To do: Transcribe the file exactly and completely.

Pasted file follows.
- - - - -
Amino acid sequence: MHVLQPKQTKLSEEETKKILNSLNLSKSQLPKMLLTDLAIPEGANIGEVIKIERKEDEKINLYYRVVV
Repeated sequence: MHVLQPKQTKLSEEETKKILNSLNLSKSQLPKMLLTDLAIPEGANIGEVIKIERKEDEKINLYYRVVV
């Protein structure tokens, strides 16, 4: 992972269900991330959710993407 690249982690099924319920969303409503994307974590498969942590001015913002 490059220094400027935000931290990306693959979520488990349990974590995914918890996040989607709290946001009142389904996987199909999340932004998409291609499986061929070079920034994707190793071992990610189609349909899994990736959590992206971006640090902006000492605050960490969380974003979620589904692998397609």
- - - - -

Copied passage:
Amino acid sequence: MHVLQPKQTKLSEEETKKILNSLNLSKSQLPKMLLTDLAIPEGANIGEVIKIERKEDEKINLYYRVVV
Repeated sequence: MHVLQPKQTKLSEEETKKILNSLNLSKSQLPKMLLTDLAIPEGANIGEVIKIERKEDEKINLYYRVVV
């Protein structure tokens, strides 16, 4: 992972269900991330959710993407 690249982690099924319920969303409503994307974590498969942590001015913002 490059220094400027935000931290990306693959979520488990349990974590995914918890996040989607709290946001009142389904996987199909999340932004998409291609499986061929070079920034994707190793071992990610189609349909899994990736959590992206971006640090902006000492605050960490969380974003979620589904692998397609």